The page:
Speciation in killifish and the role of salt tolerance

R. C. Fuller, K. E. Mcghee, M. Schrader

Research output: Contribution to journalArticlepeer-review


Species pairs whose distributions are tied to environmental conditions provide intriguing candidates for the study of ecological speciation. Here, we examine the role that adaptation to salinity has played in the divergence between two closely related species, Lucania goodei and Lucania parva, whose distributions reflect salinity (L. goodei- fresh water, L. parva- euryhaline). We first tested whether these two species display local adaptation and, subsequently, tested for ecological, genic and behavioural isolation by performing crosses within and between L. goodei and L. parva and raising offspring under various salinities. We found strong evidence for differential adaptation to salinity and also for behavioural isolation where animals preferentially mated with conspecifics over heterospecifics. However, we found no evidence for F1 hybrid inviability. We discuss the general lack of evidence for genic isolation in teleost fish and whether this is a real phenomenon or simply a reflection of experimental design.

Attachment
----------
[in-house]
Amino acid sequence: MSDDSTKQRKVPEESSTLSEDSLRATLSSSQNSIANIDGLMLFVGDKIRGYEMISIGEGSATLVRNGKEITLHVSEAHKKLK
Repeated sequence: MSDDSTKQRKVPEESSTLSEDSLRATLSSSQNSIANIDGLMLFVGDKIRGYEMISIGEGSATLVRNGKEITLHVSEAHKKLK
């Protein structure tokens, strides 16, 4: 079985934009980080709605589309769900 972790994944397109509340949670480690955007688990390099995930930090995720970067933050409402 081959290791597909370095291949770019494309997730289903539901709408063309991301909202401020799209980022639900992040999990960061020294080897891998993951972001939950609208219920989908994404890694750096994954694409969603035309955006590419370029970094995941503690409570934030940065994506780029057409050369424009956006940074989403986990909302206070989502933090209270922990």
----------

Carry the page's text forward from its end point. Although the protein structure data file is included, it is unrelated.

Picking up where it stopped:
Original languageEnglish (US)
Pages (from-to)1962-1975
Number of pages14
JournalJournal of Evolutionary Biology
Issue number5
StatePublished - Sep 2007


  • Extrinsic inviability
  • Fundulidae
  • Intrinsic inviability
  • Local adaptation
  • Post-zygotic isolation
  • Prezygotic isolation

ASJC Scopus subject areas

  • Ecology, Evolution, Behavior and Systematics


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